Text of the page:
It has been several months since my last post and so much has happened!
In this time I have well and truly re-established myself in Bristol. I have a new house and a new job with Sustrans! – a perfect follow up to my cycling trip!
Since my new job does not, (as yet…) have a particularly artistic selection of duties, I have been working non-stop to accommodate a couple of exciting new creative projects outside of it. So I shall give a bit of an over view of work from the past 7 months
New Illustration project!
I have teamed up with the wonderful writer Kate Green who has created an imaginative and adventurous tale of environmental heroism! I have been working on the development of characters to illustrate her fun, rhythmical prose. I can’t give away the storyline for obvious reasons! but here is a taster of some of the characters involved.
This is our sad but friendly Eucalyptus tree in the first stage of his evolution.He cheers up as the story progresses!
And the sleepy main character
What most people are blissfully unaware of as they look at a children’s picture book, is the massive number of draft layouts, rough sketches, dud character designs, and clumsy composition attempts which lie behind every finished piece. Maybe other illustrators would say different but in my case these are drawn and redrawn and drawn again in an endless and sometimes downright disheartening process towards reaching a composition that does justice to the narrative, the mood and the characters and is rendered to the best of my skill. I often find myself feeling that I’ve bitten off more than I can chew and I just haven’t got the talent or vision to create the right picture but I keep plugging away and eventually I come to something that I can settle on.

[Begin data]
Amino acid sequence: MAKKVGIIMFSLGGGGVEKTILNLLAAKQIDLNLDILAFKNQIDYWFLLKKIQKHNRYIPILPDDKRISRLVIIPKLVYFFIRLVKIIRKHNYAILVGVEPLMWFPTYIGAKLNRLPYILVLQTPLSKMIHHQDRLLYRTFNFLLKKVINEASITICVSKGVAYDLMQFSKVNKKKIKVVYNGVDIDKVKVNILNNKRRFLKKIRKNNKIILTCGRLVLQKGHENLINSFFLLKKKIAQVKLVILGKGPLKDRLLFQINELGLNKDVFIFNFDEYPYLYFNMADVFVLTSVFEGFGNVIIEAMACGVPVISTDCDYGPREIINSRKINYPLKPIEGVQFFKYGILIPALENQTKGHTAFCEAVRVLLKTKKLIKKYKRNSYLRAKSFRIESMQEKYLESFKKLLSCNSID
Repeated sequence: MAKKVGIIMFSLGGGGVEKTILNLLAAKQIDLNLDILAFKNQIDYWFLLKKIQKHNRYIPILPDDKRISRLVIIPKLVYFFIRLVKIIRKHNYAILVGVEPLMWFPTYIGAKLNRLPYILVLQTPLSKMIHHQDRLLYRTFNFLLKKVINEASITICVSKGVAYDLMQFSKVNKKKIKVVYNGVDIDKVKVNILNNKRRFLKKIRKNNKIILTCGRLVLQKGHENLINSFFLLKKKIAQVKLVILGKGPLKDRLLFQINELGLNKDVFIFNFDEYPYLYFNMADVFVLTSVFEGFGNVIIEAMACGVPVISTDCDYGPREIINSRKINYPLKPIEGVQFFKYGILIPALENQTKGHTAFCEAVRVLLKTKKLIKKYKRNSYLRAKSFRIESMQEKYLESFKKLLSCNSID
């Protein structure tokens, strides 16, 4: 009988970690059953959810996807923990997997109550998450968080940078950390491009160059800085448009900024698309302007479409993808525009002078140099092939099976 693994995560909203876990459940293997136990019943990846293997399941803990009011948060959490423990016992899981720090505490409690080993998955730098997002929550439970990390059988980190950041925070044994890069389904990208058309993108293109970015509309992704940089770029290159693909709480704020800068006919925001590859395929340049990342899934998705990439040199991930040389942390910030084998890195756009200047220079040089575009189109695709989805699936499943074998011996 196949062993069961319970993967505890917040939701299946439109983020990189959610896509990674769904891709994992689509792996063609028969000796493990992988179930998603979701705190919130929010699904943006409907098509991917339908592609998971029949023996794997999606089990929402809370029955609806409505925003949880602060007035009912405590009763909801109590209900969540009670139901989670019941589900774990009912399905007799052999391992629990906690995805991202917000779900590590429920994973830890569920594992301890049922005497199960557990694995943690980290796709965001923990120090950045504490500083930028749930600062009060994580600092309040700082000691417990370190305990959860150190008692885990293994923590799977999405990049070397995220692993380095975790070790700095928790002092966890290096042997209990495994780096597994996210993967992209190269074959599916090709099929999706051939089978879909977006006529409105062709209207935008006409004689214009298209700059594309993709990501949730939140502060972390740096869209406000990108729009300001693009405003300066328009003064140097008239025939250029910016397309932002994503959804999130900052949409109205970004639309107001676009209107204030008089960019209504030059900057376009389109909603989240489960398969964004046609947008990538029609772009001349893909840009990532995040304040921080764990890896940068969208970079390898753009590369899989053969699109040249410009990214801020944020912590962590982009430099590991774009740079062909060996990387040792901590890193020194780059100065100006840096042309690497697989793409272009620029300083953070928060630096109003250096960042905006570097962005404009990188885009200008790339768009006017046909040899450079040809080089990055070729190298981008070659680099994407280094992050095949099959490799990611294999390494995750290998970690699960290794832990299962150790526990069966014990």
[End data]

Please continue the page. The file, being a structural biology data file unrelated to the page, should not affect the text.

There are lots of encouraging you tube videos and other blogs around that can help with technique and moral. One of the most encouraging ones I’ve seen was by Quentin Blake. I remember him saying something like: ‘Every time I finish a book I think that I will never have an idea for another one. But, I go to my desk, get out some paper and I try’
So simple! Just try. Even if you have no idea how to do it. Even if you think there’s no way you could come up with an idea. Just try. So that’s what I’ve been doing and it’s been working. I’m happier with some over others but in some I have even exceeded my expectations! I never knew I could draw boats, or the sea or walking trees or pillow houses but it turns out I can!
Full page layouts are the next stage, making the compositions and characters work with the text. Making sure that the flow of the story moves logically over the pages in the right rhythm.
There will be other questions too, which we can predict now but which we’ll know more about when we approach publishers such as, how many pages will we be forced to make the book in? Are we going to be forced to edit and cut the story to fit? But for now we can at least head towards making a dummy book at the very least it will showcase our work. Who knows where it will lead from there? Watch this space for more pictures and updates from this adventure in children’s book illustration! For now, on to the next adventure in art …